I was thinking from the 19x's point of view in a mechanical sense (where the couplers, electronics, and pull-away tests are based on the same hardware), and maybe not enough about how the driver's procedure is different. Regardless, thank you for the reminder about the operation as a whole.The 197s are completely different to couple than the 195s, there's a cab wall panel with cab equipment to unlock move then lock into position.
Then unlock the first inner door move then lock into position, next step is to unlock and lock the floor leveling plate, finally unlock the concatener doors then move and relock safely.
Then you start the coupling procedures draw 6ft then 2ft, check couple alignment and press coupling speed control to power onto unit and then the unit runs coupling and test procedures.... then the driver ensures brake release try doing that in 3mins.......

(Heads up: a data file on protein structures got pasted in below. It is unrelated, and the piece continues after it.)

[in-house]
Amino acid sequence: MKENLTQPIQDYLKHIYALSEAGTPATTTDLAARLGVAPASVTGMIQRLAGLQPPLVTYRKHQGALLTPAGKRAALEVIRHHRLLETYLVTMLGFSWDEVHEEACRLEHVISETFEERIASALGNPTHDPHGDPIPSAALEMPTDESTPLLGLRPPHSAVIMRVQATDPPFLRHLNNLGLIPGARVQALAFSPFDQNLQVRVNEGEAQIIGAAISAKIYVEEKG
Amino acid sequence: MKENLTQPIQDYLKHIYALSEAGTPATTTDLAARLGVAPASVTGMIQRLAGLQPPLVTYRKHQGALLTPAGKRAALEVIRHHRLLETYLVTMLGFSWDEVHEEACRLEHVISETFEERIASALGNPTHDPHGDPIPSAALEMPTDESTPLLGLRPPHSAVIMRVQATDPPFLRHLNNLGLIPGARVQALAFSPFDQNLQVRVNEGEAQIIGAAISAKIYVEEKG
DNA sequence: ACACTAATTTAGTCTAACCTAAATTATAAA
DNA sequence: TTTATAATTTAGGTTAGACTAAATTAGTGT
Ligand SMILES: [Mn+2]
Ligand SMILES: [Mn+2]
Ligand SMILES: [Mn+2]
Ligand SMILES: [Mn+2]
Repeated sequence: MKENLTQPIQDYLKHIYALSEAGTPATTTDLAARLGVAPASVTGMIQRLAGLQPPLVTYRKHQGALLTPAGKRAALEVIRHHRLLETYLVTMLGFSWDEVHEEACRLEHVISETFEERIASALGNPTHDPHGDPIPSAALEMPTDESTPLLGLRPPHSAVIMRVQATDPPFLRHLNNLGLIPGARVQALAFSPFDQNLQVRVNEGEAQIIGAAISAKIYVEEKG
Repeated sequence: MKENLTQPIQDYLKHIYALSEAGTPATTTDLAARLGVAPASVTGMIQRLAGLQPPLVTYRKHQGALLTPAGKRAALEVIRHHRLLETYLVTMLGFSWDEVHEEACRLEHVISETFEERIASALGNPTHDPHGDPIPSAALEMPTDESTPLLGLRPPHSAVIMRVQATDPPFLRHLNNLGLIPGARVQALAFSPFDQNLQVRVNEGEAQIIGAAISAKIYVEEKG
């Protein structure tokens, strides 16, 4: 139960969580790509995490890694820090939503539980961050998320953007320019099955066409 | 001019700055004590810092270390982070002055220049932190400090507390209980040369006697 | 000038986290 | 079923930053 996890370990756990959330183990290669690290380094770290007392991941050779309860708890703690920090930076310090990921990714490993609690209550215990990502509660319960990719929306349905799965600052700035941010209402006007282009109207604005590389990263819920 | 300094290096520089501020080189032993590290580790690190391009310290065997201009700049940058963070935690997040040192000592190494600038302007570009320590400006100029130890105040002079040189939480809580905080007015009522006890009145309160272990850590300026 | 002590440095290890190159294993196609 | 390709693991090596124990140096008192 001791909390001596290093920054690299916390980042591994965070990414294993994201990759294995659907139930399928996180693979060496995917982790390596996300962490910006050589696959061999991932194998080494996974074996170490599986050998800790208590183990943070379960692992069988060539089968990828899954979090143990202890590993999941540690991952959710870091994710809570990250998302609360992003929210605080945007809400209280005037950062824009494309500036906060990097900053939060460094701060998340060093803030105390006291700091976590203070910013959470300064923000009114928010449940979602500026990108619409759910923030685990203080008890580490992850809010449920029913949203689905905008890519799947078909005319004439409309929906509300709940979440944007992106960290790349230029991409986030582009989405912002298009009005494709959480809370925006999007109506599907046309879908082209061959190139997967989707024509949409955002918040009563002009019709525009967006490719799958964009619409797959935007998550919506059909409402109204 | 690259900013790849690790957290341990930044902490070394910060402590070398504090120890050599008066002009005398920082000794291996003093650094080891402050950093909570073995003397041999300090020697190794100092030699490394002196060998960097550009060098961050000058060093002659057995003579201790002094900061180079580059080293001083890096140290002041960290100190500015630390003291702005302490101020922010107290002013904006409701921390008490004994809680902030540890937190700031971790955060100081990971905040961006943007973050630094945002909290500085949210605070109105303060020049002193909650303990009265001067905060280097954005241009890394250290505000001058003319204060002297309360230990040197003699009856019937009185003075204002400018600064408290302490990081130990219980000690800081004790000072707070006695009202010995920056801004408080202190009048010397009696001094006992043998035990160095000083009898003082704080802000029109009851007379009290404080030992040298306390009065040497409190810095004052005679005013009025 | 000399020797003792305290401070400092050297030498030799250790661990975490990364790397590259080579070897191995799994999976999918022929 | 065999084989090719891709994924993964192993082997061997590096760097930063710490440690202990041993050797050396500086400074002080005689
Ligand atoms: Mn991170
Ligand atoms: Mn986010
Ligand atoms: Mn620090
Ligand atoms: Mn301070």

Also the 197s electrical boxes are located in a different configuration than the 195s.
Early in the TfW franchise I had a layman's go at drawing up an indicative timetable for the North Wales Coast based on the announced services. I remember that routeing the services to/from Liverpool was the most challenging: they needed to pass each other at Chester while coupling/uncoupling there (occupying two through platforms in the process), and being constrained by the single track portions to Wrexham and short turnaround times for the Shrewsbury terminators.
From memory I had the two separate units arriving into Chester seven and five minutes before departure for Liverpool (and vice versa in the other direction). That might be practical with a 3-minute coupling on a 158, but a 9-minute coupling would clearly blow that out of the water. It'd mean through passengers might be timetabled to sit at Chester for 12-15 minutes: in that sort of scenario you might as well ditch the coupling and ask one set of passengers to change train!